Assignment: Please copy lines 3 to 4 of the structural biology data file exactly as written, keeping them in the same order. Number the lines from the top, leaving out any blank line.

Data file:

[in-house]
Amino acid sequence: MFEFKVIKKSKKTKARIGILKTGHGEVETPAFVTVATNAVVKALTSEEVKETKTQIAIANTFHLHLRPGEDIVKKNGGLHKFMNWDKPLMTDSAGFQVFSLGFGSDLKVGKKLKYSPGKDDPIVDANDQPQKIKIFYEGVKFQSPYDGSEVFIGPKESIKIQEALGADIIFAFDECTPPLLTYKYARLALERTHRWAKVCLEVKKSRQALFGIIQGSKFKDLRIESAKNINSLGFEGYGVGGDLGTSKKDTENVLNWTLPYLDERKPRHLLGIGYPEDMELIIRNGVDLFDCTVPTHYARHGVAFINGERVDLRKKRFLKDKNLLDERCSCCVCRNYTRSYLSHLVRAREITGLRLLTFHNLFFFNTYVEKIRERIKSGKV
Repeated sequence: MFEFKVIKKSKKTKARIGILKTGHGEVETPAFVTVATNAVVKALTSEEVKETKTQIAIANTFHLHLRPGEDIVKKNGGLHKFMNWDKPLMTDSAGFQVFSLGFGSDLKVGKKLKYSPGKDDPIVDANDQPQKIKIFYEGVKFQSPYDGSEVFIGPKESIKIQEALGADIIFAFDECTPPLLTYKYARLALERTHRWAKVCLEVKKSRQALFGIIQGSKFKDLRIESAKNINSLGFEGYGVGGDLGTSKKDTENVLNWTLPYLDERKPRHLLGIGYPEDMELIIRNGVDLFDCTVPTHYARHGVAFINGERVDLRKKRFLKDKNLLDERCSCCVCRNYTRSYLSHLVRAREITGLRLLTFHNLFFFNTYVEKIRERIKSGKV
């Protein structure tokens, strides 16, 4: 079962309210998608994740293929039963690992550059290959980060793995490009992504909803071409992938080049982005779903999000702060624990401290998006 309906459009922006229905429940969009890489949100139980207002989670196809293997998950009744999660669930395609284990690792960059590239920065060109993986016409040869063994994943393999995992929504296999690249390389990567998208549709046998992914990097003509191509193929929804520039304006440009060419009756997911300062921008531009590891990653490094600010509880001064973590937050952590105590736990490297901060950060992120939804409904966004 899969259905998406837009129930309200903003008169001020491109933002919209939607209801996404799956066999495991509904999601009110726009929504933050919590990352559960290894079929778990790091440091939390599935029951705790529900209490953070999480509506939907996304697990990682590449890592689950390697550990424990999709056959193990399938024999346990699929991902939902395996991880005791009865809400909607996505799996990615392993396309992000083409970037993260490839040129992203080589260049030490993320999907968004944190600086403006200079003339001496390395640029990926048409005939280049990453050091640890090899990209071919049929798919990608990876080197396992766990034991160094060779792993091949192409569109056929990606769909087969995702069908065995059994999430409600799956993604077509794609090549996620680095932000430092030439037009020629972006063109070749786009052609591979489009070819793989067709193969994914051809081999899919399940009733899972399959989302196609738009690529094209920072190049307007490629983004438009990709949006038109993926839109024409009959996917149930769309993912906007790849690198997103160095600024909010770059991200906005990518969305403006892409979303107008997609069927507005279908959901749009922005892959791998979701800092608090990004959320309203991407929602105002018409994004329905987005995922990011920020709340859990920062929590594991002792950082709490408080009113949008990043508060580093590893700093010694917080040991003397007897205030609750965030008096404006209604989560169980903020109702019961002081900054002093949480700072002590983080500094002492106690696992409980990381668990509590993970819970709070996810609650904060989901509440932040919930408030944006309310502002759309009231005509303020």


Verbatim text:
Repeated sequence: MFEFKVIKKSKKTKARIGILKTGHGEVETPAFVTVATNAVVKALTSEEVKETKTQIAIANTFHLHLRPGEDIVKKNGGLHKFMNWDKPLMTDSAGFQVFSLGFGSDLKVGKKLKYSPGKDDPIVDANDQPQKIKIFYEGVKFQSPYDGSEVFIGPKESIKIQEALGADIIFAFDECTPPLLTYKYARLALERTHRWAKVCLEVKKSRQALFGIIQGSKFKDLRIESAKNINSLGFEGYGVGGDLGTSKKDTENVLNWTLPYLDERKPRHLLGIGYPEDMELIIRNGVDLFDCTVPTHYARHGVAFINGERVDLRKKRFLKDKNLLDERCSCCVCRNYTRSYLSHLVRAREITGLRLLTFHNLFFFNTYVEKIRERIKSGKV
């Protein structure tokens, strides 16, 4: 079962309210998608994740293929039963690992550059290959980060793995490009992504909803071409992938080049982005779903999000702060624990401290998006 309906459009922006229905429940969009890489949100139980207002989670196809293997998950009744999660669930395609284990690792960059590239920065060109993986016409040869063994994943393999995992929504296999690249390389990567998208549709046998992914990097003509191509193929929804520039304006440009060419009756997911300062921008531009590891990653490094600010509880001064973590937050952590105590736990490297901060950060992120939804409904966004 899969259905998406837009129930309200903003008169001020491109933002919209939607209801996404799956066999495991509904999601009110726009929504933050919590990352559960290894079929778990790091440091939390599935029951705790529900209490953070999480509506939907996304697990990682590449890592689950390697550990424990999709056959193990399938024999346990699929991902939902395996991880005791009865809400909607996505799996990615392993396309992000083409970037993260490839040129992203080589260049030490993320999907968004944190600086403006200079003339001496390395640029990926048409005939280049990453050091640890090899990209071919049929798919990608990876080197396992766990034991160094060779792993091949192409569109056929990606769909087969995702069908065995059994999430409600799956993604077509794609090549996620680095932000430092030439037009020629972006063109070749786009052609591979489009070819793989067709193969994914051809081999899919399940009733899972399959989302196609738009690529094209920072190049307007490629983004438009990709949006038109993926839109024409009959996917149930769309993912906007790849690198997103160095600024909010770059991200906005990518969305403006892409979303107008997609069927507005279908959901749009922005892959791998979701800092608090990004959320309203991407929602105002018409994004329905987005995922990011920020709340859990920062929590594991002792950082709490408080009113949008990043508060580093590893700093010694917080040991003397007897205030609750965030008096404006209604989560169980903020109702019961002081900054002093949480700072002590983080500094002492106690696992409980990381668990509590993970819970709070996810609650904060989901509440932040919930408030944006309310502002759309009231005509303020």